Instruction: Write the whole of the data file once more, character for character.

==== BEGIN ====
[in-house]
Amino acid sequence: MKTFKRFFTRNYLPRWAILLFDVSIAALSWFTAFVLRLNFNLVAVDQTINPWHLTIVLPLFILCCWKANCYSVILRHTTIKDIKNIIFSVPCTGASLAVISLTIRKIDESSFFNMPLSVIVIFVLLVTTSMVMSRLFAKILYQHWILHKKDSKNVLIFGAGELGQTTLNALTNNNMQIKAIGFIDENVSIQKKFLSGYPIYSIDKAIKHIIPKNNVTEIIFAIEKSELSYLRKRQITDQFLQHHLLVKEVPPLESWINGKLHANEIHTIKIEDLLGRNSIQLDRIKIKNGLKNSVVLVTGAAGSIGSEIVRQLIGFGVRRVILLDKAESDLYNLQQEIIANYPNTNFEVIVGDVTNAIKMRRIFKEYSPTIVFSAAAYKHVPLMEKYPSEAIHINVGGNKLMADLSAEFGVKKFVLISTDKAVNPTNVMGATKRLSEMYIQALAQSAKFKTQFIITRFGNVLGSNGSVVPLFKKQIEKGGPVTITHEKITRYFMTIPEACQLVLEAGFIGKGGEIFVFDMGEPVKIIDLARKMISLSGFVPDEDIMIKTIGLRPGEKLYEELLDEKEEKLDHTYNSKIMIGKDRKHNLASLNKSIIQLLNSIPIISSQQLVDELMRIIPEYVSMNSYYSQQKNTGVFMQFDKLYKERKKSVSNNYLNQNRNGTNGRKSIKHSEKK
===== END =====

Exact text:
[in-house]
Amino acid sequence: MKTFKRFFTRNYLPRWAILLFDVSIAALSWFTAFVLRLNFNLVAVDQTINPWHLTIVLPLFILCCWKANCYSVILRHTTIKDIKNIIFSVPCTGASLAVISLTIRKIDESSFFNMPLSVIVIFVLLVTTSMVMSRLFAKILYQHWILHKKDSKNVLIFGAGELGQTTLNALTNNNMQIKAIGFIDENVSIQKKFLSGYPIYSIDKAIKHIIPKNNVTEIIFAIEKSELSYLRKRQITDQFLQHHLLVKEVPPLESWINGKLHANEIHTIKIEDLLGRNSIQLDRIKIKNGLKNSVVLVTGAAGSIGSEIVRQLIGFGVRRVILLDKAESDLYNLQQEIIANYPNTNFEVIVGDVTNAIKMRRIFKEYSPTIVFSAAAYKHVPLMEKYPSEAIHINVGGNKLMADLSAEFGVKKFVLISTDKAVNPTNVMGATKRLSEMYIQALAQSAKFKTQFIITRFGNVLGSNGSVVPLFKKQIEKGGPVTITHEKITRYFMTIPEACQLVLEAGFIGKGGEIFVFDMGEPVKIIDLARKMISLSGFVPDEDIMIKTIGLRPGEKLYEELLDEKEEKLDHTYNSKIMIGKDRKHNLASLNKSIIQLLNSIPIISSQQLVDELMRIIPEYVSMNSYYSQQKNTGVFMQFDKLYKERKKSVSNNYLNQNRNGTNGRKSIKHSEKK